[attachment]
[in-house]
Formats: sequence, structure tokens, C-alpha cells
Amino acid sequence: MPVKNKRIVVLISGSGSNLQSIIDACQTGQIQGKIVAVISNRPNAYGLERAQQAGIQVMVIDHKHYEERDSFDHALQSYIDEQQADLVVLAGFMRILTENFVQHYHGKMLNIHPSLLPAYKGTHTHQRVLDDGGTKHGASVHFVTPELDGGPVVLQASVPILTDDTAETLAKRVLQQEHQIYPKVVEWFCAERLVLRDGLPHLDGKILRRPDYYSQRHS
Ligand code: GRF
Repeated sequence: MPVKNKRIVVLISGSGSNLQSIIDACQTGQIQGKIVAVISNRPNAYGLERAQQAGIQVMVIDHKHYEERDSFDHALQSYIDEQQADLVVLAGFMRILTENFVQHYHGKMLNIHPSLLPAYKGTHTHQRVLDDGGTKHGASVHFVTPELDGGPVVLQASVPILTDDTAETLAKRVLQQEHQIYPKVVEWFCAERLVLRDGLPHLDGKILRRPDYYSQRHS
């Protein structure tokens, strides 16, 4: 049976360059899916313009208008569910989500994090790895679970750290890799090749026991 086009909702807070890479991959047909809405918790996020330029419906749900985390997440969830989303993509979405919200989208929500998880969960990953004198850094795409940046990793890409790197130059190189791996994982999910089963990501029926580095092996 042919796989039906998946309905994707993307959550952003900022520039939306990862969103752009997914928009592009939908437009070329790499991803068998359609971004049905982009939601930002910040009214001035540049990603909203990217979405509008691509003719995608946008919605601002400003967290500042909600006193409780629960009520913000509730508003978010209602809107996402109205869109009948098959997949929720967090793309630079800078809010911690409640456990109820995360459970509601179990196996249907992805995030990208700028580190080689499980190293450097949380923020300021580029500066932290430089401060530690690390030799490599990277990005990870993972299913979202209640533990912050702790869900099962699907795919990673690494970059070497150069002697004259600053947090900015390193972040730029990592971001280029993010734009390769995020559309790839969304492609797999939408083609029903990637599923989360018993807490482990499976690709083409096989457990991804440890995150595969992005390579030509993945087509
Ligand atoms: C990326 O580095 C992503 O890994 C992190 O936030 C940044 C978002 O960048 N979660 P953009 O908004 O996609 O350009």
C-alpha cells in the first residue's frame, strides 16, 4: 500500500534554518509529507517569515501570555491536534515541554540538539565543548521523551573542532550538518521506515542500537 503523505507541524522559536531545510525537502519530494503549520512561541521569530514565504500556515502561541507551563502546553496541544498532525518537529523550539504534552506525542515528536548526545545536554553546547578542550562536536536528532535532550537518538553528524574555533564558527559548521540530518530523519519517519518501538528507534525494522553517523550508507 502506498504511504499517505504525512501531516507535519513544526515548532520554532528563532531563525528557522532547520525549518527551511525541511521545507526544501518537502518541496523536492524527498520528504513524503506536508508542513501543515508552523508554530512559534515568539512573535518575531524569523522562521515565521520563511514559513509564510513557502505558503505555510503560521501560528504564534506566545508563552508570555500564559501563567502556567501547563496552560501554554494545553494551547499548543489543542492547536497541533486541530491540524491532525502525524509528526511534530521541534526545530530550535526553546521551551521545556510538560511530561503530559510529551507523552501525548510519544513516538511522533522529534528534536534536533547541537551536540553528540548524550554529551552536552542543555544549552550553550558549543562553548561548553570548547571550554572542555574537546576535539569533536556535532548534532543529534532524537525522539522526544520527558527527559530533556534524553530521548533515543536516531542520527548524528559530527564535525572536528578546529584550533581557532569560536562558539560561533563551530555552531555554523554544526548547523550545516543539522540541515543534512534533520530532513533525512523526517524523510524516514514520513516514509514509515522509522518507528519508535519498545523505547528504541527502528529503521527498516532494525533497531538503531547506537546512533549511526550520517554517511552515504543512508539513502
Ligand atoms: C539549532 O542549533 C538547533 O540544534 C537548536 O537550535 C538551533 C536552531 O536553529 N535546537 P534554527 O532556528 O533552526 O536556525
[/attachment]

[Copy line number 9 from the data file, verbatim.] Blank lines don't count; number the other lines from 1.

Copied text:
Ligand atoms: C539549532 O542549533 C538547533 O540544534 C537548536 O537550535 C538551533 C536552531 O536553529 N535546537 P534554527 O532556528 O533552526 O536556525